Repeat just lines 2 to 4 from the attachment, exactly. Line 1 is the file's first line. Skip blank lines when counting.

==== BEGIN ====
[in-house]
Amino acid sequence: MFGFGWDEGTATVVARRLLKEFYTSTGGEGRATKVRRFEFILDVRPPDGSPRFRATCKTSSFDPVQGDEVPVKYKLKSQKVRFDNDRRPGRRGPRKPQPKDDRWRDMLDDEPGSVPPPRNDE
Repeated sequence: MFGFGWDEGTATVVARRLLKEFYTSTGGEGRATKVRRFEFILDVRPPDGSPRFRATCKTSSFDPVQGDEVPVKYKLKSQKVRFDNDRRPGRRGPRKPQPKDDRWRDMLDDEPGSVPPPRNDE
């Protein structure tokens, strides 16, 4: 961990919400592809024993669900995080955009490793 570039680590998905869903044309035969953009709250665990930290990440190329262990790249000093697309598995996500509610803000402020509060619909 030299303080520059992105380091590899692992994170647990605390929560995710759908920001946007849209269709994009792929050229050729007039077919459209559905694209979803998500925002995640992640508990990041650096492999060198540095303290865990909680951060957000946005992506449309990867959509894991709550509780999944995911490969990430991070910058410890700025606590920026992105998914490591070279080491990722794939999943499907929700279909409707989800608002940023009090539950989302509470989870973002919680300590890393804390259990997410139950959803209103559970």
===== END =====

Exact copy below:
Amino acid sequence: MFGFGWDEGTATVVARRLLKEFYTSTGGEGRATKVRRFEFILDVRPPDGSPRFRATCKTSSFDPVQGDEVPVKYKLKSQKVRFDNDRRPGRRGPRKPQPKDDRWRDMLDDEPGSVPPPRNDE
Repeated sequence: MFGFGWDEGTATVVARRLLKEFYTSTGGEGRATKVRRFEFILDVRPPDGSPRFRATCKTSSFDPVQGDEVPVKYKLKSQKVRFDNDRRPGRRGPRKPQPKDDRWRDMLDDEPGSVPPPRNDE
């Protein structure tokens, strides 16, 4: 961990919400592809024993669900995080955009490793 570039680590998905869903044309035969953009709250665990930290990440190329262990790249000093697309598995996500509610803000402020509060619909 030299303080520059992105380091590899692992994170647990605390929560995710759908920001946007849209269709994009792929050229050729007039077919459209559905694209979803998500925002995640992640508990990041650096492999060198540095303290865990909680951060957000946005992506449309990867959509894991709550509780999944995911490969990430991070910058410890700025606590920026992105998914490591070279080491990722794939999943499907929700279909409707989800608002940023009090539950989302509470989870973002919680300590890393804390259990997410139950959803209103559970």